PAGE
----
The dangers of mining a key element in batteries, and what manufacturers can do about it
We’re in the midst of an energy transition in the automotive industry. One by one, the big automakers are pledging to phase out gas-powered cars in favor of electric vehicles. The reduction in emissions is a major step in the fight against climate change. Like gas-powered vehicles, electric cars rely on natural resources. Instead of oil and internal combustion engines, they use batteries. To keep up with demand, we’re going to need a lot of batteries. Typically, those are lithium-ion batteries, which require lithium, nickel, iron, aluminum, manganese, and cobalt, among other ingredients.
These are all, like oil, finite resources. And sometimes, like oil, they come from areas of the world with fraught political situations. Notoriously volatile in its value, cobalt is currently more expensive than all the other ingredients put together. Most of the world’s supply of battery-grade cobalt comes from the Democratic Republic of the Congo, which comes with its own set of complications. With that in mind, some automakers are turning their attention to other options.
Congo’s annual cobalt production is approximately 100,000 metric tons, about 70% of what the world produces. To illustrate the wide gap between Congo and everywhere else, Russia checks in at No. 2 with about 6,000 metric tons. Congo really is the place for cobalt, and as you might imagine, the atmosphere resembles gold rush eras of yesteryear and more recent diamond mining. Competition is fierce and labor conditions can be brutal.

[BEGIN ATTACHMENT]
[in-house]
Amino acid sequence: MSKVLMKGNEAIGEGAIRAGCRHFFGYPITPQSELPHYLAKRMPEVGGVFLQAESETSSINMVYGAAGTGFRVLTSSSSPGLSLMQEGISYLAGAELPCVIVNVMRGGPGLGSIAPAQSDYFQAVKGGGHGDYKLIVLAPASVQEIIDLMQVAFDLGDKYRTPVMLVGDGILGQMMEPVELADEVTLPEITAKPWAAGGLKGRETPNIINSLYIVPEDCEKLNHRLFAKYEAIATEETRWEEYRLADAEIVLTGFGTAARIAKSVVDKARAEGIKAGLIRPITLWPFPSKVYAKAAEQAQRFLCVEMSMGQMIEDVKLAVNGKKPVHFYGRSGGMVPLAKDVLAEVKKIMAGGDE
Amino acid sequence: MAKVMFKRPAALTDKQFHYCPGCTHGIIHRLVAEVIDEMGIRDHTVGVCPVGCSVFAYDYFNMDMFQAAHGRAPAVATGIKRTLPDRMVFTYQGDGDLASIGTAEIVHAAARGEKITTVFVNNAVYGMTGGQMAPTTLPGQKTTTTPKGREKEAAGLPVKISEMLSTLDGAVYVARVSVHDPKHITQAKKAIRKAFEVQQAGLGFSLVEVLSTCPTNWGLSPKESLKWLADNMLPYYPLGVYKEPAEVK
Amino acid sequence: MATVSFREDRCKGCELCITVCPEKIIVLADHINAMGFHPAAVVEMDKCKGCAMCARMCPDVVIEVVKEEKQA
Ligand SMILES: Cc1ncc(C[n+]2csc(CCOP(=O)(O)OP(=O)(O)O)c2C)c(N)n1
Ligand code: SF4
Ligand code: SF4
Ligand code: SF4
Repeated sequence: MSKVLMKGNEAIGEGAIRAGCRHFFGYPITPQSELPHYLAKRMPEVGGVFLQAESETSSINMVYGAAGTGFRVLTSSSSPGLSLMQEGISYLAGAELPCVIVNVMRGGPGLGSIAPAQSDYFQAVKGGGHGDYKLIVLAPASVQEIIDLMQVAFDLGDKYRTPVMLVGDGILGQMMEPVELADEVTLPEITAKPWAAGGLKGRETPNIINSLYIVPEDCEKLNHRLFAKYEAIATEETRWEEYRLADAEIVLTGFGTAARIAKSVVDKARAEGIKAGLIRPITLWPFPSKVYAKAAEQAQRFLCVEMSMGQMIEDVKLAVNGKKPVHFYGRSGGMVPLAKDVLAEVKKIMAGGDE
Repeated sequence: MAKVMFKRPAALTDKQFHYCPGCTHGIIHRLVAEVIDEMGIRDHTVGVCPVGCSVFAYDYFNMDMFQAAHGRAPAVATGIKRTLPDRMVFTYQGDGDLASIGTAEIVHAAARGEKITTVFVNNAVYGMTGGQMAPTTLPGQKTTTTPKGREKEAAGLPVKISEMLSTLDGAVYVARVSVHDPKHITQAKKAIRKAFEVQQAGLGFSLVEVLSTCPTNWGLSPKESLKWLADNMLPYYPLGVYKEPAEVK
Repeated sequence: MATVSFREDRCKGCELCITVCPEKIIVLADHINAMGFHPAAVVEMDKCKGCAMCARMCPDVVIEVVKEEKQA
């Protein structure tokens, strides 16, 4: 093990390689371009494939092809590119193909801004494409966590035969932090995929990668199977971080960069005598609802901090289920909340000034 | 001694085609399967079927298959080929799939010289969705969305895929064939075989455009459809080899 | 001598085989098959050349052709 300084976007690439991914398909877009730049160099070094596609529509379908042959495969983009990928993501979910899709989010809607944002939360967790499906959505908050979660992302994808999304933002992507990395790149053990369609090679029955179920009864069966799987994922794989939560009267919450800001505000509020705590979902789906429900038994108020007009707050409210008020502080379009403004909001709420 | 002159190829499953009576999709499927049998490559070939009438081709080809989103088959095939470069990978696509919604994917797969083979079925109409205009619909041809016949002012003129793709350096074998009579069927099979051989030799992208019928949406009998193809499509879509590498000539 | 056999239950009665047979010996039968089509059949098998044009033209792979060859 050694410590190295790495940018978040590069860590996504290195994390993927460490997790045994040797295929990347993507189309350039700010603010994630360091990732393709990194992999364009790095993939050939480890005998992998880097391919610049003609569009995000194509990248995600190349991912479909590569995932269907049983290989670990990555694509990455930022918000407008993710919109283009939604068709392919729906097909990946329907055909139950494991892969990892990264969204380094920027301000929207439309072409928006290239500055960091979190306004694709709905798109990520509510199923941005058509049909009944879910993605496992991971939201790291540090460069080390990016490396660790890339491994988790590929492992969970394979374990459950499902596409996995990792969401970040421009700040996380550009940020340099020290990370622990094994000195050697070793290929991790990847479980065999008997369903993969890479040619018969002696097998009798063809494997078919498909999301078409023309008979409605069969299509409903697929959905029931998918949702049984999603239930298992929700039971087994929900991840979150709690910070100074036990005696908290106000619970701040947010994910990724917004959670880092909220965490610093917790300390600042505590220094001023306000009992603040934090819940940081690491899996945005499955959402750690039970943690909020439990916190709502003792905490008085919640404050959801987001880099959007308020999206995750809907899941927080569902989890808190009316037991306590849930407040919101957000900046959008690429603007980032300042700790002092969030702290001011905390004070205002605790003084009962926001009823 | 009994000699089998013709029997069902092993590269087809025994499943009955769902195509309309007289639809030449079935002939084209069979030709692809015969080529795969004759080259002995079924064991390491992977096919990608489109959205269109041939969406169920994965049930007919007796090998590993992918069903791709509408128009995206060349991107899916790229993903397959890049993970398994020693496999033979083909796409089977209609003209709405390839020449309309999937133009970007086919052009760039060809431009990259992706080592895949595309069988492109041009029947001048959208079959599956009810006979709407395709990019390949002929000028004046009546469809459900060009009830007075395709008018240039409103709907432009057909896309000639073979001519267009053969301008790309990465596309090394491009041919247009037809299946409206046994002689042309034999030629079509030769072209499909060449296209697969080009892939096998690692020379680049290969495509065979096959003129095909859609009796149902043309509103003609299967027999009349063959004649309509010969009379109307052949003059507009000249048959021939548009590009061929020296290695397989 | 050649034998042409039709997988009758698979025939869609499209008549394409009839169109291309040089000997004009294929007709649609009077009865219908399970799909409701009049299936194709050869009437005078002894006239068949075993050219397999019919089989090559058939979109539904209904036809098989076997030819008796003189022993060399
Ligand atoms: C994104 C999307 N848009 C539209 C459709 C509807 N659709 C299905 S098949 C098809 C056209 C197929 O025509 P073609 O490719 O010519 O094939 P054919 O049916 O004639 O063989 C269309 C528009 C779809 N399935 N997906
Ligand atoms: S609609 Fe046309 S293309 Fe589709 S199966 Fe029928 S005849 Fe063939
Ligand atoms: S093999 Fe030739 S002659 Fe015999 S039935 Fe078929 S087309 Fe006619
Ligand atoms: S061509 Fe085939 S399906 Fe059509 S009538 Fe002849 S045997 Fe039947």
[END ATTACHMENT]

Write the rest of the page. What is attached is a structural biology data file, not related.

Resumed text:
Child laborers have been forced into working the mines, often with few safety precautions. Mine collapses and other accidents are commonplace. With so much money to be made, creuseurs often sneak onto mine sites and dig their own holes, looking to smuggle minerals out. The unauthorized and hastily undertaken digging makes already dangerous conditions even more so and cause more collapses.
The large multinational corporations that account for 70% or more of Congo’s cobalt production are controlled by Chinese investors, as is four fifths of the cobalt refining industry.
“China, Inc., has realized how important cobalt is,” former Glencore CEO Ivan Glasenberg once said. “They’ve gone and tied up the supply.”
Companies feeling political pressure from one side to raise their ethical standards and to do less business with China from another side have begun searching for other options. Meanwhile, the demand for EV batteries — not to mention other electronics — continues to mount.
We’ve already seen with the semiconductor shortage what can happen when demand for a resource integral to the tech sector far outstrips supply. Automakers have experienced production delays because of a lack of chips, as have the makers of cell phones, laptops, and other electronics, at a time when more and more of the products we rely on require the chips.